The Academy Awards are just around the corner, which means it's just about that time to watch all of the other Academy Award nominees and winners across the years. From 1979 to 2017, here are some of our favorite travel movies (so to speak) to win or get a nomination for Best Picture:
Lion (Nominated, 2017)
Get ready to cry. This 2017 nominee for best picture is one to go see if you’re in the mood for a good sob.
The plot of the movie – a little boy loses his family after falling asleep on a train in India and is subsequently adopted by new parents in Australia, then he uses Google Earth and walks across India to track down his real parents 25 years later – sounds completely implausible. Yet, shockingly this travel story for the modern ages is based on a true story that illustrates the power of love (and Google).
The Grand Budapest Hotel (Nominated, 2015)
The saying goes something like, “It’s not the destination, it’s the journey.” But sometimes the destination is just as important. Wes Anderson’s whimsical film has journeys galore: prison breaks, murders, train rides and chase scenes on skis and motorbikes.
But its real star is the grandiose hotel itself, set in the fictional Eastern European land called Zubrowkto, with its meticulously hand-designed set. And Ralph Fiennes as the purple-suited, legendary concierge M. Gustave is brilliant.
Midnight in Paris (Nominated, 2012)
It’s almost impossible not to fall in love with Paris in Woody Allen’s ode to the City of Lights. The only problem is that the Paris you fall in love with is one that no longer exists. Starring Owen Wilson as a less neurotic version of Woody Allen, Midnight in Parisis beautiful, hilarious and ambitious, seeking to answer the question of why humans are always so unsatisfied in the time in which we live.
The elements of surrealism and cameos by the likes of Ernest Hemingway and Salvador Dali make this, without a doubt, Allen’s best film in the late part of his career.
Slumdog Millionaire (Won, 2009)
On the surface, Slumdog Millionaireis a feel-good underdog story, but it’s also a brilliant love letter to India – the kind of love letter that hurts to read because it’s filled with some painful moments mixed in with all the beauty.
Romance, hope, and all things Bollywood drive the movie, but the fact that it doesn’t shy away from India’s more unpleasant aspects are what make it such a complex and relevant movie.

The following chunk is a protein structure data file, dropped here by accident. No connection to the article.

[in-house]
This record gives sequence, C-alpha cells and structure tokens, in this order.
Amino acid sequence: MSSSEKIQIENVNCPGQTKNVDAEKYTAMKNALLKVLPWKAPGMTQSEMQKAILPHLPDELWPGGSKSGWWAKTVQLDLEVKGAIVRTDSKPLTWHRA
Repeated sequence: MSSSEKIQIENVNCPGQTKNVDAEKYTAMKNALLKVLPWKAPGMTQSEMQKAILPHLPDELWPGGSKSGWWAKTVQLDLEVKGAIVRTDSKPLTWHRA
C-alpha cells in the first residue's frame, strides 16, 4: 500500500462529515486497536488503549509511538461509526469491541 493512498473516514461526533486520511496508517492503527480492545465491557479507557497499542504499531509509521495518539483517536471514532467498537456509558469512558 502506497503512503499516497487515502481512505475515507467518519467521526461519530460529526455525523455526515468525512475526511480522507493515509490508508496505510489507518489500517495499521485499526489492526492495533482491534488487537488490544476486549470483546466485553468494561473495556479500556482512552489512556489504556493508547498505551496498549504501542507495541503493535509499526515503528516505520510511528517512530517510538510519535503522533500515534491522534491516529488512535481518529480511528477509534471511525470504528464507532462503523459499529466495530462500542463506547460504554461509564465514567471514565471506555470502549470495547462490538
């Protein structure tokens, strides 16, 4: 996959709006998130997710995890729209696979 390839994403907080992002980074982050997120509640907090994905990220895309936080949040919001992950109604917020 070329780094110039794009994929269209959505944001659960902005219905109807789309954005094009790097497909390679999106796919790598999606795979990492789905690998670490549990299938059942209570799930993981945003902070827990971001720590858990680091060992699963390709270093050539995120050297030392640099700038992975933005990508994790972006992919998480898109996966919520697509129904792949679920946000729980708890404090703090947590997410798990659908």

Little Miss Sunshine (Nominated, 2007)
Just admit it. At some point in your life you wanted to go on a road trip in a VW bus. But after vicariously experiencing the physical and communication breakdowns, freakouts and dead bodies of the Hoover family, you’ll probably be grateful you never lived out that fantasy in real life.
Still, Little Miss Sunshine is heartbreaking, inspiring and straight up hilarious (it’s a lot easier to laugh about pushing a bus from the comfort of your own couch than it is from behind the fender in the midday heat).
These Sundance films are like love letters to Seattle
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Lord of the Rings Trilogy (Won in 2003, nominated in 2001 and 2002)
Peter King’s marathon-length fantasy movies are probably the only films on this list that have actually built an entire travel industry. Thousands of people every year now flock to New Zealand to see the true star of the trilogy: the dramatic scenery.
From the real-life Hobbiton near Matamata on the North Island to guided tours into the countryside to see the landscapes where Gandalf and company journeyed to Middle Earth, there are enough Lord of the Rings destinations to warrant a trip to New Zealand.
Lost in Translation (Nominated, 2004)
If there’s anywhere to get lost in translation, it’s Japan: the world capital of communication breakdowns and culture shock, where even figuring out how to flush the toilet seems impossible.
Bill Murray stars as the quintessential stranger in a strange land, illustrating the essence of what it’s like to go on a solo journey – the fear, the loneliness, falling in love with a place that once seemed so isolating, and the immediate (but fleeting) bonds forged with the people we meet on the road.
Titanic (Won, 1998)
The Titanic is probably the most notorious case of travel disaster in history. But amid the frozen bodies and icebergs straight ahead, James Cameron’s mostly fictional account of what went down on the boat that God himself could most definitely sink, has some great travel tips.
For instance, mix it up with the folks in steerage, because they have the best dance parties. If a beautiful woman asks you to draw her naked, you do it, even if you have no concept of how to use a pencil. And when all hell breaks loose, never let go of the ones you love. But for God’s sake, whatever you do, don’t be that couple at the front of the boat with your arms at your sides, yelling “I’m the king of the world.”
Forrest Gump (Won, 1995)
Forrest Gumpis the ultimate travel film. Forrest lives out more adventures in his 142 minutes of screen time than most of us could live out in a lifetime.
He makes his way from the Vietnam War to China for the ping pong championships, then off to the bayou to become a shrimp boat captain. And let’s not even get started about those three years he spent running back and forth across the continent.
Midnight Express (1979)
We’re kidding, we’re kidding. Midnight Express probably hasn’t inspired anyone to travel. Ever. If anything, the old-school version of Brokedown Palace (or cinematic version of Locked Up Abroad, if you prefer) has scared people into just staying home.
But just because the story of an American traveler thrown in into an Istanbul prison exposes a dark side of travel, doesn’t mean it’s not a compelling two hours of storytelling that might have you questioning your ethics.
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